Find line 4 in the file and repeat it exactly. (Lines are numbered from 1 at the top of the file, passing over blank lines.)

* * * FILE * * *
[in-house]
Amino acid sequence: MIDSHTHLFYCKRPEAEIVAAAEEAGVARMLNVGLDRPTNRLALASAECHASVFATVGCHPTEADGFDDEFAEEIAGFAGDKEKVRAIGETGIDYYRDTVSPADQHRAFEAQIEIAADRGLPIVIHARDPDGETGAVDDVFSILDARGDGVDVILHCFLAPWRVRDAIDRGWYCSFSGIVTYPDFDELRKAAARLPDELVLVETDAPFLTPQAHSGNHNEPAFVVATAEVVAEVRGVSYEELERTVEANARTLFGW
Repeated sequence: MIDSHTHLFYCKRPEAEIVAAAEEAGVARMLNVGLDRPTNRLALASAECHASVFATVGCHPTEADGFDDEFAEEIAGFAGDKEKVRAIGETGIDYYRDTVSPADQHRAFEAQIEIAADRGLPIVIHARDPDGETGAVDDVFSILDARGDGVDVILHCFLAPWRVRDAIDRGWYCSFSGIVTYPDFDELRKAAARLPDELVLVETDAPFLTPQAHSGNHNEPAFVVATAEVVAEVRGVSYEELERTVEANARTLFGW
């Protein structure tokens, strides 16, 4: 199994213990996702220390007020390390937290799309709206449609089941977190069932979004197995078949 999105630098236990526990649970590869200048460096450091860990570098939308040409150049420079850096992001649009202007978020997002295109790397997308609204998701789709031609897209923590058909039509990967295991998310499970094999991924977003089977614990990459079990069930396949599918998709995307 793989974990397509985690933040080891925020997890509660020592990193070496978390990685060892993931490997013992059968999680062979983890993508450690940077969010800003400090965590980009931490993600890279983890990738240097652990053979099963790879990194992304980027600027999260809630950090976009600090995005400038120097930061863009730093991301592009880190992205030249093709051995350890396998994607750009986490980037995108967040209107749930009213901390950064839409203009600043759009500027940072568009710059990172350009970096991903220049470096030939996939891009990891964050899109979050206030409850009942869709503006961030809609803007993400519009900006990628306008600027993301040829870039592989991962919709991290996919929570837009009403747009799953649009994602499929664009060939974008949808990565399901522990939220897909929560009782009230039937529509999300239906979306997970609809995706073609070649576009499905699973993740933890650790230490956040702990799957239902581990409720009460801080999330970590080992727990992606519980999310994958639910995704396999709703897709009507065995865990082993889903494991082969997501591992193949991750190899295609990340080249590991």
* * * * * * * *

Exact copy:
């Protein structure tokens, strides 16, 4: 199994213990996702220390007020390390937290799309709206449609089941977190069932979004197995078949 999105630098236990526990649970590869200048460096450091860990570098939308040409150049420079850096992001649009202007978020997002295109790397997308609204998701789709031609897209923590058909039509990967295991998310499970094999991924977003089977614990990459079990069930396949599918998709995307 793989974990397509985690933040080891925020997890509660020592990193070496978390990685060892993931490997013992059968999680062979983890993508450690940077969010800003400090965590980009931490993600890279983890990738240097652990053979099963790879990194992304980027600027999260809630950090976009600090995005400038120097930061863009730093991301592009880190992205030249093709051995350890396998994607750009986490980037995108967040209107749930009213901390950064839409203009600043759009500027940072568009710059990172350009970096991903220049470096030939996939891009990891964050899109979050206030409850009942869709503006961030809609803007993400519009900006990628306008600027993301040829870039592989991962919709991290996919929570837009009403747009799953649009994602499929664009060939974008949808990565399901522990939220897909929560009782009230039937529509999300239906979306997970609809995706073609070649576009499905699973993740933890650790230490956040702990799957239902581990409720009460801080999330970590080992727990992606519980999310994958639910995704396999709703897709009507065995865990082993889903494991082969997501591992193949991750190899295609990340080249590991």